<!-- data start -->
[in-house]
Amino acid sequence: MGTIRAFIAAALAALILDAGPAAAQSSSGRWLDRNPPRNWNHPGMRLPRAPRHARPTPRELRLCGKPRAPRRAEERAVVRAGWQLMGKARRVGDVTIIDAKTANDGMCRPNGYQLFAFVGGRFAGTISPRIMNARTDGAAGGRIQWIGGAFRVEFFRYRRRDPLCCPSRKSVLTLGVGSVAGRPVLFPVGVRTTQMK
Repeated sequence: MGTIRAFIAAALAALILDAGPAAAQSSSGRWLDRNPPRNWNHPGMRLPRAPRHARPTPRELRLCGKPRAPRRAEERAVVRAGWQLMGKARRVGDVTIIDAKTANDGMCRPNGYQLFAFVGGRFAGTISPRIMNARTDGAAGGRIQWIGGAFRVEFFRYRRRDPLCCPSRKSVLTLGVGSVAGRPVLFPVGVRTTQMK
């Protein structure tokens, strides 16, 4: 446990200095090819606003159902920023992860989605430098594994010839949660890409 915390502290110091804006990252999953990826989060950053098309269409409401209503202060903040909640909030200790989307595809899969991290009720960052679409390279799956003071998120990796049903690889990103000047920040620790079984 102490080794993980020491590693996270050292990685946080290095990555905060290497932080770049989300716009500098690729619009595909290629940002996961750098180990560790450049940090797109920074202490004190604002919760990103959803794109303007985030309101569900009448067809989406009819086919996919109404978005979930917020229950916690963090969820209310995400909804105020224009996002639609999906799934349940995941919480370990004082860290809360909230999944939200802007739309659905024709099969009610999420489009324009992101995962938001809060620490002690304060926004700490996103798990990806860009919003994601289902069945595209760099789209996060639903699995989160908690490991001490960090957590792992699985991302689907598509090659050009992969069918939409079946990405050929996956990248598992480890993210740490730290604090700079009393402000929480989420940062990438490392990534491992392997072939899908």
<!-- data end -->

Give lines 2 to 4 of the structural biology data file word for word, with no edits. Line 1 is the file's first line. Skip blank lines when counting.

Amino acid sequence: MGTIRAFIAAALAALILDAGPAAAQSSSGRWLDRNPPRNWNHPGMRLPRAPRHARPTPRELRLCGKPRAPRRAEERAVVRAGWQLMGKARRVGDVTIIDAKTANDGMCRPNGYQLFAFVGGRFAGTISPRIMNARTDGAAGGRIQWIGGAFRVEFFRYRRRDPLCCPSRKSVLTLGVGSVAGRPVLFPVGVRTTQMK
Repeated sequence: MGTIRAFIAAALAALILDAGPAAAQSSSGRWLDRNPPRNWNHPGMRLPRAPRHARPTPRELRLCGKPRAPRRAEERAVVRAGWQLMGKARRVGDVTIIDAKTANDGMCRPNGYQLFAFVGGRFAGTISPRIMNARTDGAAGGRIQWIGGAFRVEFFRYRRRDPLCCPSRKSVLTLGVGSVAGRPVLFPVGVRTTQMK
């Protein structure tokens, strides 16, 4: 446990200095090819606003159902920023992860989605430098594994010839949660890409 915390502290110091804006990252999953990826989060950053098309269409409401209503202060903040909640909030200790989307595809899969991290009720960052679409390279799956003071998120990796049903690889990103000047920040620790079984 102490080794993980020491590693996270050292990685946080290095990555905060290497932080770049989300716009500098690729619009595909290629940002996961750098180990560790450049940090797109920074202490004190604002919760990103959803794109303007985030309101569900009448067809989406009819086919996919109404978005979930917020229950916690963090969820209310995400909804105020224009996002639609999906799934349940995941919480370990004082860290809360909230999944939200802007739309659905024709099969009610999420489009324009992101995962938001809060620490002690304060926004700490996103798990990806860009919003994601289902069945595209760099789209996060639903699995989160908690490991001490960090957590792992699985991302689907598509090659050009992969069918939409079946990405050929996956990248598992480890993210740490730290604090700079009393402000929480989420940062990438490392990534491992392997072939899908």